Artist James Razko Shares His Vision of War
Galloway, N.J. - James Razko could never find the words to describe his experiences in Iraq.
Instead, he created a series of art works that show both beauty and destruction through the eyes of a soldier.
“This is an inner exploration of my own decisions as a kid,” Razko said during a talk on his works at the Stockton University Art Gallery.
A native of South Jersey who attended Atlantic City High School, Razko, who shortened his professional name from Raczkowski, joined the military at 17, right out of high school. He trained as a tanker and infantryman and also received specialized security training for missions in Iraq.
His series “Night Visions” is composed in bright green and reflect what a soldier sees though night vision goggles. Some pieces are very small and round, while others are huge. All depict flashes of light.
“I’ve used night vision goggles, and I’ve been through explosions,” he said.
Another large series looks like an intricate tile floor, old and chipped. But the chips represent bullet holes and bomb fragments.
“This one is more subtle,” he said. “The ‘Night Vision’ are more in your face.”
Razko, said he is not sure he would have become an artist had he not been in the military.
“After the military I felt I had something to say,” he said.
He attended Stockton, earning a bachelor of fine arts degree in 2011, then a master of fine arts degree in 2015 from the New York Academy of Art. He was previously commissioned to paint the portraits of Stockton’s previous four presidents, which hang in the Campus Center and are a much different style than the current works in the Art Gallery.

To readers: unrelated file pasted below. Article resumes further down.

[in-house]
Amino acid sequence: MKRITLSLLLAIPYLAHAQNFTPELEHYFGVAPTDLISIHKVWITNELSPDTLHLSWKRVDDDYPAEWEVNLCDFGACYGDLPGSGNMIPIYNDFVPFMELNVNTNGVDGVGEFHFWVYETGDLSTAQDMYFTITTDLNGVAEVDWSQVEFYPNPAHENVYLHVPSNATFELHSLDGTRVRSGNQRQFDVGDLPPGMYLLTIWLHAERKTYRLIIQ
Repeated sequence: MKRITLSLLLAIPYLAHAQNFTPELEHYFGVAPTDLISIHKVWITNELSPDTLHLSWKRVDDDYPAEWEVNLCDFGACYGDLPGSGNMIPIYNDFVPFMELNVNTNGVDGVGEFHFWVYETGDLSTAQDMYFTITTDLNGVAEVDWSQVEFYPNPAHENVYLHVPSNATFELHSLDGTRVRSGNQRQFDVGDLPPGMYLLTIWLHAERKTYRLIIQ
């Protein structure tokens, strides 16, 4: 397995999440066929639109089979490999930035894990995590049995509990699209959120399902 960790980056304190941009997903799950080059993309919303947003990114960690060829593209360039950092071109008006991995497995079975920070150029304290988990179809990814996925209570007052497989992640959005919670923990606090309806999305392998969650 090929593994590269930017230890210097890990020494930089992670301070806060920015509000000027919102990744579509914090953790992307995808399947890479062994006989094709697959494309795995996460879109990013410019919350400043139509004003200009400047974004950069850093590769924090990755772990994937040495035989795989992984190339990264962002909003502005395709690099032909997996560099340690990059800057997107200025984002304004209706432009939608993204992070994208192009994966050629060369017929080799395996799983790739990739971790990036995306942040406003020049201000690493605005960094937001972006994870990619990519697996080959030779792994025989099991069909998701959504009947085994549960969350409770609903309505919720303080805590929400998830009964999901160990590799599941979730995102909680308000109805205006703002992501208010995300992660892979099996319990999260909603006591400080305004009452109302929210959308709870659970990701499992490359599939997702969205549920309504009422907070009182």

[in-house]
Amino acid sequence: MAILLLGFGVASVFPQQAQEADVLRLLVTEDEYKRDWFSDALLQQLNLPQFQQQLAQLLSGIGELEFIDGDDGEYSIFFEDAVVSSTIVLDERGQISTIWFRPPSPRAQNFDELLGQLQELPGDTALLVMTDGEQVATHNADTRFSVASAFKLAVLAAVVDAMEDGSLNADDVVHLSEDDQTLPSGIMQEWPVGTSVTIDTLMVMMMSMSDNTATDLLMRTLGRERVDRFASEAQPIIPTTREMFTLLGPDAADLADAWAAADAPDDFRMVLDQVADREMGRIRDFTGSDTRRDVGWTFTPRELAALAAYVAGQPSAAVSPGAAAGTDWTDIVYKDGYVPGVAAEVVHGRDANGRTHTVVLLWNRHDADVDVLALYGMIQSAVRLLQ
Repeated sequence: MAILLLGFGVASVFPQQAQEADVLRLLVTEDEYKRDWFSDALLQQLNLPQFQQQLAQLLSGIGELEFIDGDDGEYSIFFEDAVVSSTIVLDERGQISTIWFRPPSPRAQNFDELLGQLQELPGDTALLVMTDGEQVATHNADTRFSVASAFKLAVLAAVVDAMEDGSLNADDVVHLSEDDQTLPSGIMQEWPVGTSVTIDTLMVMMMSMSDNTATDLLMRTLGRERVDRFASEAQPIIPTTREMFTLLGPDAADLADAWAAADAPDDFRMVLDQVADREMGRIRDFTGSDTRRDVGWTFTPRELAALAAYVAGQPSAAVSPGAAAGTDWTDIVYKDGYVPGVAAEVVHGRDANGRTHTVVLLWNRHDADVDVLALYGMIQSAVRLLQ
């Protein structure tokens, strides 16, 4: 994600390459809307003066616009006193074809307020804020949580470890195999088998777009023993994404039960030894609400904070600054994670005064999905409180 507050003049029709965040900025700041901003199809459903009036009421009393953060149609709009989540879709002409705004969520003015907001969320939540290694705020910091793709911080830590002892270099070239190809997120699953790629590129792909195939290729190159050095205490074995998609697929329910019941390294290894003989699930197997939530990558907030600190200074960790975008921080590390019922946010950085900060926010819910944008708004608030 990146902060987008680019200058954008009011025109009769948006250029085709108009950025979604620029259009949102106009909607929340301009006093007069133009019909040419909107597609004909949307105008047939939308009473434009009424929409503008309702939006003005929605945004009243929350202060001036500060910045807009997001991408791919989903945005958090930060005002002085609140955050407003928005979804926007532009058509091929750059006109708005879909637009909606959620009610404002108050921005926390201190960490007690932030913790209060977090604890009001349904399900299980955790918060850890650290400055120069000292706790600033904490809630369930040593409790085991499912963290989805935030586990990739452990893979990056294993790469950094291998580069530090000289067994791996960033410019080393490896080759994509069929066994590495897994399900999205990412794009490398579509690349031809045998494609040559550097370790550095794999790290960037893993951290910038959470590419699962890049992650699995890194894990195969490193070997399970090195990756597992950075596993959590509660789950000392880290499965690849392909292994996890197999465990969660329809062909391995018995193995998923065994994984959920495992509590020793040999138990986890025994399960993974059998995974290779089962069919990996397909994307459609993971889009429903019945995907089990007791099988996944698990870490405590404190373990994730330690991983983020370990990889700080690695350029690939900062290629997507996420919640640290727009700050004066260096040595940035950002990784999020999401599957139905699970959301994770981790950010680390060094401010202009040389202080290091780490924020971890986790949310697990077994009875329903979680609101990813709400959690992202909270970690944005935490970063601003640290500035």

The largest series is just called Walls and are collages of different aspects of war. One incudes a huge photo of George Washington next to soldier. Others have pits and pieces of newspapers, photos of presidents, Saddam Hussein, a predator drone, civilians and slogans.
He said he did not give them more specific names because he wants them to be open to interpretation. He said the collages are like walls with graffiti and posters that have been partially ripped off.
Razko’s talk, led by associate professor of art Jacob Feige and attended by almost 100 students and staff, also led to questions about his habits and themes.
He said he paints eight to 10 hours a day, almost every day, and is always learning. He Googled images on the internet for his collages.
He said at 17 he had no conception of war at all, but overall considers the military a positive experience which gave him a lot to think about.
“Each piece is born of what I’d done and what the experience had meant to me,” he said.
His favorite piece?
“Usually the one I’ve just started,” he said.
# # #